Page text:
HALIFAX -- Health officials in Nova Scotia are reporting 15 new cases of COVID-19 on Monday. One previously reported case is now considered recovered, as the active number of cases increases to 63.

Eight of Monday's new cases were identified in the province's Central zone. Four are close contacts of previously reported cases, one of which was identified Sunday, April 18, at South Woodside Elementary School. Three cases are under investigation, one of which was identified on Sunday at St. Joseph's-Alexander McKay Elementary School. The other case is related to travel outside of Atlantic Canada.

Six of the new cases were identified in the province's Eastern zone. One is a close contact of a previously reported case and the others are related to travel outside of Atlantic Canada.

One case was identified in the province's Western zone and is related to travel outside of Atlantic Canada.

All individuals are self-isolating as required.

"As we've seen in other provinces, the situation can change rapidly. Our public health teams are working hard to contain the virus and we can support them by following all the public health protocols," said Premier Iain Rankin. "As we are seeing an increase in cases it is important that Nova Scotians get tested for COVID-19. Testing is key to detecting cases early on and limiting the spread of the virus."

The 15 new cases is the highest daily new case count in the province since Dec. 4, 2020.

"The increase in case numbers is a reminder of the importance of the restrictions that are in place to protect the health of fellow Nova Scotians," said Dr. Robert Strang, chief medical officer of health. "We need to continue to keep each other safe, follow public health protocols and get the vaccine when it is our turn."


Later Sunday evening, Nova Scotia reported two COVID-19 cases related to schools in the Central zone.

One is connected to South Woodside Elementary School in Dartmouth.

The second is connected to St. Joseph's-Alexander Mckay Elementary School in Halifax.

Both schools will remain closed until Thursday so that a deep cleaning can take place.


Also on Sunday, a spokeswoman for Nova Scotia Health confirmed another health care worker in the Halifax area had recently tested positive for COVID-19.

In a brief interview Sunday, Wendy Walters said eight co-workers were also self isolating as a result of the positive finding.

Walters said public health officials were still investigating the case.

She would not discuss any other details, including where the health care worker is employed, citing privacy concerns.

"The challenge of this case is that it is one (case) and the employee is protected under their personal health information," said Walters.


The Nova Scotia Health Authority’s labs completed 1,950 tests on Sunday. The province has completed 468,372 tests since the pandemic began.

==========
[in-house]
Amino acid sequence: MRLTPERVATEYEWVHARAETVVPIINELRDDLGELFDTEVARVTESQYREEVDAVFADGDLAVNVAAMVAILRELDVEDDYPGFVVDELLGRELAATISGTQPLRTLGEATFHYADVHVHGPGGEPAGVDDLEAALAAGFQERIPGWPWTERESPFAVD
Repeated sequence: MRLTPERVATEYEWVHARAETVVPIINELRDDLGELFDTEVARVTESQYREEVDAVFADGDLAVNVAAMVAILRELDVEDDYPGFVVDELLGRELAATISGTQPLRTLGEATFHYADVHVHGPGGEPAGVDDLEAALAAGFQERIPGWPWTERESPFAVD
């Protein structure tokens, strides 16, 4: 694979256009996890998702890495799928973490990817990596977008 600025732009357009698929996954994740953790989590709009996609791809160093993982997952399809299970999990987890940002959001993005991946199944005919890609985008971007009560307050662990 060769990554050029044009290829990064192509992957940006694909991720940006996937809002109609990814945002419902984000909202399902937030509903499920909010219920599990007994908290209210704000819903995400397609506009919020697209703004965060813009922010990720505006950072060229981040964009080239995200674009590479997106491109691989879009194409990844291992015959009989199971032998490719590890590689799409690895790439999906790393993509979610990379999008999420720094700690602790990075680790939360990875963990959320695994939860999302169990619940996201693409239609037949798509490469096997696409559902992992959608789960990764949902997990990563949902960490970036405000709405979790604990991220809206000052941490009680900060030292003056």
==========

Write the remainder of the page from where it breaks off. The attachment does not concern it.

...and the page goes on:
Since the beginning of the pandemic, there have been 1,822 COVID-19 cases in Nova Scotia. Of those, 1,692 cases have recovered and 67 people have died due to the novel coronavirus.

There are currently two people in hospital due to COVID-19, with no one in the intensive care unit.

There are cases confirmed across the province, but most have been identified in the Central Zone, which contains the Halifax Regional Municipality.

The provincial government says cumulative cases by zone may change as data is updated in Panorama, the province’s electronic information system.

The numbers reflect where a person lives and not where their sample was collected.

  • Western Zone: 127 cases (8 active cases)
  • Central Zone: 1,440 cases (34 active cases)
  • Northern Zone: 136 cases (no active cases)
  • Eastern Zone: 119 cases (21 active cases)

The provincial state of emergency, which was first declared on March 22, 2020, has been extended to May 2, 2021.


Nova Scotia's COVID-19 online dashboard provides an update on the amount of vaccines that have been administered to date.

As of Monday, 207,563 doses of COVID-19 vaccine have been administered. Of those, 138,268 were first doses and 31,583 Nova Scotians have received their second dose.

As of Tuesday, the province has received a total of 264,700 doses of COVID-19 vaccine since Dec. 15, 2020, and anticipate a delivery of 55,310 doses this week.


Public health is strongly encouraging Nova Scotians to seek asymptomatic COVID-19 testing, particularly if they have had several social interactions, even with their own social circle.

COVID-19 tests can be booked through the provinces online self-assessment COVID-19 tool, or by calling 811.

People can also visit one of Nova Scotia’s many rapid pop-up testing sites that continue to operate throughout the province.


Canada’s COVID-19 Alert app is available in Nova Scotia.

The app, which can be downloaded through the Apple App Store or Google Play, notifies users if they may have been exposed to someone who has tested positive for COVID-19.


Anyone who experiences a fever or new or worsening cough, or two or more of the following new or worsening symptoms, is encouraged to take an online test or call 811 to determine if they need to be tested for COVID-19:

  • Sore throat
  • Headache
  • Shortness of breath
  • Runny nose/nasal congestion